Get to know the people behind the financial advice in our Planner Profiles series, where you’ll get the inside scoop on their best money tips.

Cindy Arocho’s path to becoming a financial advisor wasn’t a straightforward one. Her parents, immigrants from Puerto Rico, worked hard to support their family and stressed education as the way to a better life. Their efforts paid off: Arocho got a full ride to Princeton and ended up getting a job on Wall Street at a major investment banking firm.

Within a few years, she was about to get a big promotion. But while her parents’ dreams were coming true, she started questioning whether hers was. What she did next took her around the world, helping her find her true passion and leading her, ultimately, to become a financial advisor for Northwestern Mutual in Virginia Beach, Virginia.

Why did you decide to leave your banking job?

I was about to be promoted to a new office in Bangalore, India. It was an amazing opportunity. But as I thought about it, I just wasn’t sure I was doing what I wanted to do for the rest of my life. So here I am, a young Puerto Rican female — my mom never graduated high school, my dad didn’t have a college education — who went to an Ivy League school, worked at an investment banking firm, and was moving up in leadership — and I decide to quit. My parents freaked out. They had all their hopes and dreams in me. But I wanted to make sure I was following my heart.

What did you do next?

I traveled the world for about 18 months. I did mission work in places like Mozambique, where I lived for three months. My travels also took me to Brazil, Sweden, Austria, Canada — you name it. I led teams of young adults to help orphans and widows. I went from handling billions of dollars every day to sitting in the dirt with children who had been physically and sexually abused. I realized that despite what they’d been through, they still had an attitude toward life that I just didn’t see in New York City. They were just happy kids. That changed my perspective. I realized that my life was really about making an impact. So I decided to go to seminary and business school to get separate master's degrees.

Seminary and business school isn’t a typical path. Why did you choose that?

Tell me about it. My main goal was going to seminary. I thought I was going to be a missionary for the rest of my life, so I wanted to know about church history. Then as I was in seminary, I knew I would need other tools. That’s why I decided to get my business leadership degree. I’m so glad I did that. I’ve seen it active in everything I do.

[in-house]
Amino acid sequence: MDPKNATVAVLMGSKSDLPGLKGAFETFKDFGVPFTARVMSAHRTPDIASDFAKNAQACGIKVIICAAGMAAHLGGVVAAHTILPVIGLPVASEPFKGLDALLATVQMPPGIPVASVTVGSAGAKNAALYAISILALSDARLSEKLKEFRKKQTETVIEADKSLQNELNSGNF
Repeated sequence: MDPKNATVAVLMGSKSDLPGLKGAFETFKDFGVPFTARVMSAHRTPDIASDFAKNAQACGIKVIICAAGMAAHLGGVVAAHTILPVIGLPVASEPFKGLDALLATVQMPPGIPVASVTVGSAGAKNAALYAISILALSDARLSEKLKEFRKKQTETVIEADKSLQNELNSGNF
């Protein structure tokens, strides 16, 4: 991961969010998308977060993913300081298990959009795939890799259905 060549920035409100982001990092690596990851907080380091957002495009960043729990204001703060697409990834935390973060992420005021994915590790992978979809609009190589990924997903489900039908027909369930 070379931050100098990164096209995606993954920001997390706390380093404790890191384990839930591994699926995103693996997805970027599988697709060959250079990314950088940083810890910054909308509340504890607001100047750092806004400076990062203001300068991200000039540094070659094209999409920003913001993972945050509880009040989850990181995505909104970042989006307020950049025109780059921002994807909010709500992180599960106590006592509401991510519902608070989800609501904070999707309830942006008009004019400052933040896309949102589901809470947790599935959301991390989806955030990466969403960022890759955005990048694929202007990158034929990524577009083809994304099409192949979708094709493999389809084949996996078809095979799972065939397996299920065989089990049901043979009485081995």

How did you end up as a financial advisor at Northwestern Mutual?

I was doing some consulting work for a nonprofit and encouraged them to build more local business relationships. On the group’s behalf, I went to a networking group to try to connect them to a couple of business leaders. That’s where I met a Northwestern Mutual advisor. We talked and, eventually, I became a client.

As I was working with my advisor, she told me she thought I should come work here. I said, “No, thank you.” But she was persistent. So I went through the process in the hopes of proving that I wasn’t right for the job. I thought being a financial advisor was completely wrong for me because I thought it was all about the money. But as I met with advisors, they talked about the impact they get to make with families by helping them with their finances. I started to realize this was exactly what I wanted to do. It’s the convergence of my business and financial acumen with the desire to make an impact.

What’s the biggest mistake you see Americans making with money?

Concentrating solely on debt and forgoing saving. People who have made some financial decisions that lead them into unnecessary debt want to get rid of it as soon as possible, so they put everything they have toward the debt. They pull everything out of their savings and retirement accounts to get rid of the debt. They don’t realize that saving is actually eliminating future debt. That’s because life will happen and when it does and there’s no savings, it’s all going to go right back onto a credit card. Saving is so important, even if you’re paying off debt and even if it takes a little longer for you to get rid of your debt. It’s about a balanced approach. It's a both and, not either or.

What’s the first thing you do every day?

Forty-five pushups. It’s a pact I made with another advisor. He starts his day by doing 50 pushups. I said, “There’s no way I can do that.” However, I started with 20 and I’ve worked my way up. We text each other every day after we do them.

What do you do outside of work?

I love to dance. I used to teach salsa dancing. I do salsa, merengue, bachata. I also love to read.

Who is your role model?

There is a picture of a woman on my desk. Her name is Heidi Baker. She basically founded the organization I was with when I was in Mozambique. She's fed millions of children, she's given them an education. These are children who never had the chance to be educated, and are now the best-performing students in Mozambique. She's taught widows how to farm and grow their own businesses. Children who go to her school will become doctors, attorneys and teachers in Mozambique and will continually pay it forward to the people they will serve. That’s having an impact. That’s the impact I strive to have every day through Northwestern Mutual.

Recommended Reading